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Thursday, Dec. 28, 2017 12:00 am

A song in her heart

MARY JEAN (BROWN) LINK: Jan. 14, 1927 - Aug. 24, 2017

 

Mary Link was born with a song in her heart to parents Fred C. and Myra Fern (Garrett) Brown, both of Springfield, an expression of joy she carried with her all of her 90 years. She was a pianist, a music teacher, a quilter, a ceramics artist and a member of the Red Hat Society and the Silver Steppers dance organization.

But mostly she was a compassionate, giving neighbor who knew few strangers.

Mary’s 20-year career as a music teacher in Springfield District 186 was a joy to her, but her life in Springfield’s First Church of the Brethren sustained and inspired her.

There Mary played the piano and organ for more than 60 years, several of them at the piano beside her sister, Elizabeth Brown, on the organ. Mary’s husband, Albert, her lifelong companion, traveled with her to all 50 states and beyond, and they raised five children together: Bill, Judy Hoffman (deceased), Jan Filicsky, Dave (deceased) and Tom. Although Albert passed away in 2010, Mary continued to accompany the congregation at the church and give others a reason to sing.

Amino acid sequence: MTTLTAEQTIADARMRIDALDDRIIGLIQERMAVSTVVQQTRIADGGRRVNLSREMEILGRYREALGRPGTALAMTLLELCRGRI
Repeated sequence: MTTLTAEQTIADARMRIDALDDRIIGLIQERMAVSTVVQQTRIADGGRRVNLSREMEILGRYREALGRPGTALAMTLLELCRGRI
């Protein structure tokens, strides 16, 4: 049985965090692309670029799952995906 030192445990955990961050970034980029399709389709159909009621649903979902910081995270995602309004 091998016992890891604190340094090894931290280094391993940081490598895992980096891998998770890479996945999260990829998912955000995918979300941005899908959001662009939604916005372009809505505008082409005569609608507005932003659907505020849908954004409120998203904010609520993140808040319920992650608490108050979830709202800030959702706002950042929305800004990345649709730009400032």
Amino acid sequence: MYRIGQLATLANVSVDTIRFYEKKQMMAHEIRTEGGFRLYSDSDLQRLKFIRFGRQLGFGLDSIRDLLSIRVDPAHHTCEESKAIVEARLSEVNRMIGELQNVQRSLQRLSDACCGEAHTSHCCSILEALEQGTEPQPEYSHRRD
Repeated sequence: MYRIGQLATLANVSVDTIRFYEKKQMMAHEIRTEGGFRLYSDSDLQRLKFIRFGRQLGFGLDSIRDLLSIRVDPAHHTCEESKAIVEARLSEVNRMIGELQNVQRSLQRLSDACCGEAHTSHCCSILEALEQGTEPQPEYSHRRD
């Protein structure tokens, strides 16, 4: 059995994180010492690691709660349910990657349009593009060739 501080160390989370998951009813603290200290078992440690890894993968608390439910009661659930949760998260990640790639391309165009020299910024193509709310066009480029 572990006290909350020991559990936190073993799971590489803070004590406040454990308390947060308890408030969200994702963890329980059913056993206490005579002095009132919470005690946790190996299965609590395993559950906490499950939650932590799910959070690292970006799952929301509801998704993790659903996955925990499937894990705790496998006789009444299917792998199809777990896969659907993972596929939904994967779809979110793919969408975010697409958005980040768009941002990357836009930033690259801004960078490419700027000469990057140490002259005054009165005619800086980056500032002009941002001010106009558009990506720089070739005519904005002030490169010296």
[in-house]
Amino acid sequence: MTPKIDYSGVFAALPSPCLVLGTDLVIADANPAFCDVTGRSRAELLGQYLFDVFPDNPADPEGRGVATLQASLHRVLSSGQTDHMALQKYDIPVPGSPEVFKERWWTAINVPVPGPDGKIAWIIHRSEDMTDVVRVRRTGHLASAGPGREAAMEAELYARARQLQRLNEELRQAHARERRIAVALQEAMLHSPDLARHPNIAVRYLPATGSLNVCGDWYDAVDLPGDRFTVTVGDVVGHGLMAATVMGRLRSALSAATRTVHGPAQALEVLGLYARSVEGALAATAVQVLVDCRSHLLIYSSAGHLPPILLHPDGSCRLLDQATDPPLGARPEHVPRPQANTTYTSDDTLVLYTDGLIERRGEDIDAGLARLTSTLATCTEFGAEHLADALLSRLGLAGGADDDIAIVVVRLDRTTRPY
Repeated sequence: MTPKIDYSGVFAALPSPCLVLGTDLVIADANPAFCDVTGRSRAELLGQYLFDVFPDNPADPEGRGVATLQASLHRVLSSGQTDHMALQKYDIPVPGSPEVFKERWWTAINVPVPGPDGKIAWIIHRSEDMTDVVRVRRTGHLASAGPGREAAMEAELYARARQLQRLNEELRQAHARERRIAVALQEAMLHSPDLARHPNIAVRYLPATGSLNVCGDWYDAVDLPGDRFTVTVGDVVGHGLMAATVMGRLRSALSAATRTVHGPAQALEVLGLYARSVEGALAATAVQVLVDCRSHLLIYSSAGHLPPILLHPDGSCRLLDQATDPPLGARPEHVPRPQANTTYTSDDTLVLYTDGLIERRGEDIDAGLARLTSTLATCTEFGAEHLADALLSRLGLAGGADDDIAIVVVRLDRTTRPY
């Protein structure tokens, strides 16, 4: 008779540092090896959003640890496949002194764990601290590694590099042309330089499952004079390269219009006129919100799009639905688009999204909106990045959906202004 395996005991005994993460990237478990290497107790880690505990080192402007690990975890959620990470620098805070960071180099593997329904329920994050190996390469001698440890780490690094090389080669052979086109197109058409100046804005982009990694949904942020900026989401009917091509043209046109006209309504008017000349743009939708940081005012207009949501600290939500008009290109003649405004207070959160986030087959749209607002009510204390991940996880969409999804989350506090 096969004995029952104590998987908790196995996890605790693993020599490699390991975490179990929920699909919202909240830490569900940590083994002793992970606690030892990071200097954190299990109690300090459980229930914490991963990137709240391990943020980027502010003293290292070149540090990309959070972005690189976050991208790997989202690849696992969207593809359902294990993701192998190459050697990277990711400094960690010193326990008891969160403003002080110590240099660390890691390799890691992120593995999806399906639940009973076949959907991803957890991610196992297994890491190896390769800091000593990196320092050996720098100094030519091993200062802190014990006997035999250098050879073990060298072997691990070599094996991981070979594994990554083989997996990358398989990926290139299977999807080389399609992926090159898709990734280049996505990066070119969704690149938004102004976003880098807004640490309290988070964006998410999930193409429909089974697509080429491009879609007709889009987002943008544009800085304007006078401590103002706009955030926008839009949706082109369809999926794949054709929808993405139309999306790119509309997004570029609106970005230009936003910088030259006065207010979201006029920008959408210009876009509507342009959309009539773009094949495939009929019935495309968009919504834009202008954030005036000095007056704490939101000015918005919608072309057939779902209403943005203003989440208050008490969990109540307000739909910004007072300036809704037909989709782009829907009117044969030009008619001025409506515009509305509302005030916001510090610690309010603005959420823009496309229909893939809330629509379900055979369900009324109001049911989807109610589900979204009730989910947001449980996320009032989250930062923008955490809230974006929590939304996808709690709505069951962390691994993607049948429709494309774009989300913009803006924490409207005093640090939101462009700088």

Mary’s real gift was sustaining and promoting the church’s Thanksgiving and Christmas meals to the elderly and sick. Every holiday season Mary would get the names of more than 100 individuals served by “Daily Bread” and other meal distribution programs, and others who might need a hot meal on the holidays. She would coordinate volunteers to give up some of their holiday time to make cookies and pies, and then invite everyone to the church on Christmas or Thanksgiving day to package the meals and deliver them to the homes of persons in need. The community volunteers included members of other churches, motorcycle clubs, friends and strangers, many who saw each other only once a year – at Mary’s holiday celebration. As the volunteers prepared to deliver their meals, Mary would remind everyone to take time to visit with the meal recipients: “You might be the only person these people see all day long,” she’d say, “So make it about love.”

And that’s what she did, with a song.

–William Furry, musician and member of First Church of the Brethren

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